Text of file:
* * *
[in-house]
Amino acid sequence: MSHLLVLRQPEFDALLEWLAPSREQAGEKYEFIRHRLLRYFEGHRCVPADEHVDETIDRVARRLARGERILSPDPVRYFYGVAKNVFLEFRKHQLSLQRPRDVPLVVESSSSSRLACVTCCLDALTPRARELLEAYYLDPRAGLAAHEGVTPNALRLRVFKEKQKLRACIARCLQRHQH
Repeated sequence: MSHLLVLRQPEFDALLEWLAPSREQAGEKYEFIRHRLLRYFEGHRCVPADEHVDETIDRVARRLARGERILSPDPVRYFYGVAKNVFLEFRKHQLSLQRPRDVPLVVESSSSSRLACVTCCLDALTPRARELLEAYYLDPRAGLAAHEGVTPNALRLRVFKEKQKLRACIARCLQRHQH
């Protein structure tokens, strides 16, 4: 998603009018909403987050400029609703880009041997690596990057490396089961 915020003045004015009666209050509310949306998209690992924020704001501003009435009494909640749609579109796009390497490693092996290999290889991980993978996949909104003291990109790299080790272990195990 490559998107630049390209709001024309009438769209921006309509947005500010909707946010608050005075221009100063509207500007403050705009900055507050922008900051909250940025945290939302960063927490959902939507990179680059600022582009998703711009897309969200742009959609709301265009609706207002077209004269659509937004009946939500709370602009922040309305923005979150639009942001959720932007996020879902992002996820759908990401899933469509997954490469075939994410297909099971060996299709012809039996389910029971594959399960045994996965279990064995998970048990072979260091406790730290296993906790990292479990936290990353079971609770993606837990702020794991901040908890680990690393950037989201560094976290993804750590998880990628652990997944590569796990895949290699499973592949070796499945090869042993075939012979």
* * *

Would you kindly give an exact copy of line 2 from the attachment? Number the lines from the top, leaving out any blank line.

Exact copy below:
Amino acid sequence: MSHLLVLRQPEFDALLEWLAPSREQAGEKYEFIRHRLLRYFEGHRCVPADEHVDETIDRVARRLARGERILSPDPVRYFYGVAKNVFLEFRKHQLSLQRPRDVPLVVESSSSSRLACVTCCLDALTPRARELLEAYYLDPRAGLAAHEGVTPNALRLRVFKEKQKLRACIARCLQRHQH